4 cups flour
1 1/2 cup warm water (approx.)
1/3 cup Colive oil
2/3 halloumi cheese
1 tbsp mint
1 small egg
2 tbsp warm Colive oil
2 tbsp lemon juice
3/4 tsp honey
1. Mix flour, warm water, olive oil, and 1 egg together until you have a smooth and elastic paste. It shouldn’t be sticky so add in water gradually. Once it is ready, cover the dough and let it rest for at least 10 minutes.
2. Grate 2/3 halloumi cheese. Mix with 1 tbsp dried mint and small egg.
3. Sprinkle a flat surface with a tiny bit of flour. Take a medium ball from your dough and roll it thin using a rolling pin. The shape doesn’t matter that much.
5. Use a cup to cut the dough into medium circles.
6. Place 1 tsp of halloumi mix in the middle of each circle.
7. Brush the edges with some water and close the medium circles into semi-circles.
8. Repeat the process until you use all the dough.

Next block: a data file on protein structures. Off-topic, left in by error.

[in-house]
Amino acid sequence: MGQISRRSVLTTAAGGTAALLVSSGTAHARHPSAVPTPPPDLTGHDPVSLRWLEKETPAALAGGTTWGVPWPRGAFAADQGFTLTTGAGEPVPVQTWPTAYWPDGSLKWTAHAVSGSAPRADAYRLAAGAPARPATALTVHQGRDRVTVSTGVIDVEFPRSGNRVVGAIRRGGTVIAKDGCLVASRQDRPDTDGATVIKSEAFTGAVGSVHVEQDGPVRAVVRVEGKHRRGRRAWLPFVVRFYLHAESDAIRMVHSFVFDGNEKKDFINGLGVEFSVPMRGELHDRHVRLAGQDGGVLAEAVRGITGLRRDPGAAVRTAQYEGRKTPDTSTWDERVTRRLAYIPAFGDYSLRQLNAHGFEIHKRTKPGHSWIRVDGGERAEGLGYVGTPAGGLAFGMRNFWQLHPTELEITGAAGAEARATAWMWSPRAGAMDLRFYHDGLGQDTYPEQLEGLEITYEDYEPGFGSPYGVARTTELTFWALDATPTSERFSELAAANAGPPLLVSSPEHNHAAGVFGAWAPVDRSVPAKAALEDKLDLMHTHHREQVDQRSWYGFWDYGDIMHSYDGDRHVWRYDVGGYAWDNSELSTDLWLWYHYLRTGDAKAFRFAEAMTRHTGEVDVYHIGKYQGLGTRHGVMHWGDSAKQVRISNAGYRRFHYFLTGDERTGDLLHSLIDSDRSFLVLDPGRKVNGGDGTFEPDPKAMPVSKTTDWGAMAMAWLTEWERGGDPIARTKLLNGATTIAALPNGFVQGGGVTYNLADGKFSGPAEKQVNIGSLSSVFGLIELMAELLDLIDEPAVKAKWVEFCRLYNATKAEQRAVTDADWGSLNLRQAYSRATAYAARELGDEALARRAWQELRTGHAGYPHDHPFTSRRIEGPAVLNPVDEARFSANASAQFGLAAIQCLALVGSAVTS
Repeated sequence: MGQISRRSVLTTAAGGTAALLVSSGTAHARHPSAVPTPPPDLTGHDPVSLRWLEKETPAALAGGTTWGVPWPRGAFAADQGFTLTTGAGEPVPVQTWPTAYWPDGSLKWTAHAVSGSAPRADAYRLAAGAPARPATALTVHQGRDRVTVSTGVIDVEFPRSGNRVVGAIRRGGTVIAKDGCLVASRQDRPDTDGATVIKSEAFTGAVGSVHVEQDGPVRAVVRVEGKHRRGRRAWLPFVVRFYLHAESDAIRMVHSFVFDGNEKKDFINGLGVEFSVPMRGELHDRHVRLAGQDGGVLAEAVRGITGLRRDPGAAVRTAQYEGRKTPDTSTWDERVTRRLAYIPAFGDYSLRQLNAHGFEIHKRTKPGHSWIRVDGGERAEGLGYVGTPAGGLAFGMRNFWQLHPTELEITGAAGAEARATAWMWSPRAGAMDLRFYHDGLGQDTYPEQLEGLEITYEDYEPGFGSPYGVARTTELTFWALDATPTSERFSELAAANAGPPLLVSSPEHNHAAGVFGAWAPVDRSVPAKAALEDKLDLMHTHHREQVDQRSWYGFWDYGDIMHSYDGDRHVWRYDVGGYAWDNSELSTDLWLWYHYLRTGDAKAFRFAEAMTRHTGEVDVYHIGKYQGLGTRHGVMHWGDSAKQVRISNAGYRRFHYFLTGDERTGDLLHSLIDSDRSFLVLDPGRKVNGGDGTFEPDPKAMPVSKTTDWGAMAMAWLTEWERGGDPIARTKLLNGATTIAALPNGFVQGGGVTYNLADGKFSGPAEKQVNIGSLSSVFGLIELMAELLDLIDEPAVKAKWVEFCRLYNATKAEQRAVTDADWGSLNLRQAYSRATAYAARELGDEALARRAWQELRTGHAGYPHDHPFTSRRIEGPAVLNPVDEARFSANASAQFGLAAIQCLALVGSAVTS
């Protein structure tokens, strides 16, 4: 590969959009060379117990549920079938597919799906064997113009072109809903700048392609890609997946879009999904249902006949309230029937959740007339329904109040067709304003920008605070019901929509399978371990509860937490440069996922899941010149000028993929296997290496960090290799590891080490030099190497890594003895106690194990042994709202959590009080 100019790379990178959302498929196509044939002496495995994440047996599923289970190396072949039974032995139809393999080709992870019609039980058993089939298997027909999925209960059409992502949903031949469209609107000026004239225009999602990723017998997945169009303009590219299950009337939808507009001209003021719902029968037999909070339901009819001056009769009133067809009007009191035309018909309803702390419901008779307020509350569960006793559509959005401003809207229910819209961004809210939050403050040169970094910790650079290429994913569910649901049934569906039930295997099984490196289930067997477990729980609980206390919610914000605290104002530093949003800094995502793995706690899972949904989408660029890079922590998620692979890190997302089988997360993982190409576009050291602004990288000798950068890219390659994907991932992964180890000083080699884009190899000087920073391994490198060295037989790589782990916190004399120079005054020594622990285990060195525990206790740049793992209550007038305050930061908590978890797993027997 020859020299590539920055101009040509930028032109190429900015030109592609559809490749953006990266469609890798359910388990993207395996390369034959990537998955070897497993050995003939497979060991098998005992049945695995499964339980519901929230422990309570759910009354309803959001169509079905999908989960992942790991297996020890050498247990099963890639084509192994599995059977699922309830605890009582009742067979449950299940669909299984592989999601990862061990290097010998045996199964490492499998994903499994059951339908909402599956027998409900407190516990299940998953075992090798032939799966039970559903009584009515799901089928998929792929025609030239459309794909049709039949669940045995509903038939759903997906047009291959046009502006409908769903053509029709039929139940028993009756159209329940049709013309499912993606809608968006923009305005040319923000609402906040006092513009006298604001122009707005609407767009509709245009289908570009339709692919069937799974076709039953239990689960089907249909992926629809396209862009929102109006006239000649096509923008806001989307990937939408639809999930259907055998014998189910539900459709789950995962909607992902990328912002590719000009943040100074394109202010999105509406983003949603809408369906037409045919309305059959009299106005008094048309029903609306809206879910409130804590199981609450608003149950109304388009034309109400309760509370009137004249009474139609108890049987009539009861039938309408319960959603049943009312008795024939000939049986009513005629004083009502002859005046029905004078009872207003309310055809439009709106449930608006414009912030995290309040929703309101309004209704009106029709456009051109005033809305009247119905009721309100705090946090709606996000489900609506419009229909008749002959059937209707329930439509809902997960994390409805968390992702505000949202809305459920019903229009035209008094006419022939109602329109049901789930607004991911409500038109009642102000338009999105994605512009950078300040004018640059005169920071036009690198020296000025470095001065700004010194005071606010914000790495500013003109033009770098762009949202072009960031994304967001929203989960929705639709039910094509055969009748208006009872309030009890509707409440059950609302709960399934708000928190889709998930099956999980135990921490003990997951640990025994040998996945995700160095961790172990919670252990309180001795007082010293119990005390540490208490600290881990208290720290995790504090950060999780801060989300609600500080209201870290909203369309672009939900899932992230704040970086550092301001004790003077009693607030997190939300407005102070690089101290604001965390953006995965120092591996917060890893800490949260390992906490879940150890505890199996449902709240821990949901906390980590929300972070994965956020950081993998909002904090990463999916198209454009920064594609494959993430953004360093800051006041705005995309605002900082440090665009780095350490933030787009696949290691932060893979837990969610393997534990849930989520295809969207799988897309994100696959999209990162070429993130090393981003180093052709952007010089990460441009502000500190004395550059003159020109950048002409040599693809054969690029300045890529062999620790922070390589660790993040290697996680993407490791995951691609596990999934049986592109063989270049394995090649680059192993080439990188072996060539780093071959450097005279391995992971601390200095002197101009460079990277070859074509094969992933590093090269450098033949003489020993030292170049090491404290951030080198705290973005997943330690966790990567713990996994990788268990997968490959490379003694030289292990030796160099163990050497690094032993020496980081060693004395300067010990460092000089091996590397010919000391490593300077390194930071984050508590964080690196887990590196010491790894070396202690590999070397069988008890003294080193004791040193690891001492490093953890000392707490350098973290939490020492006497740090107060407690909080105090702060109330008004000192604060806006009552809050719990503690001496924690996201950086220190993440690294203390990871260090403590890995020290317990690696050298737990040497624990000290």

9. Bring up some water (you can use chicken broth or vegetable broth if you have some as it will add more flavor) to boil to cook the portions of ravioli. They will take around 5 minutes to cook. Once they are ready they will expand, slightly change color and raise to the surface.
10. We experimented a bit and decided to bake some to see what happens. We brushed them with some olive oil and bake them for 10 minutes at 180c in the oven. We flipped them over halfway. These ones turned up more like crunchy pastry parcels but they were equally delicious with the sauce.
11. You can serve them by just sprinkling them with some halloumi but we wanted to make a little sauce to jazz it up. We warmed 2 tbsp Colive oil over medium heat and mixed it with 2 tbsp lemon juice and 3/4 tsp honey. This sauce worked really well with both versions.
A Traditional Cypriot dish that is believed to date back to Venetian times of the island. It takes time to make them but they are totally worth it! Moreover, you can make a big batch and freeze some for later.
Ultimate tip: you should roll the dough thin and when closing the circular parcels you should keep the sides as narrow as possible so they taste full of the filing and not too doughy (ours ended up with thicker sides than we would have liked)
* They are traditionally filled with anari cheese / nor which is hard to find in Europe.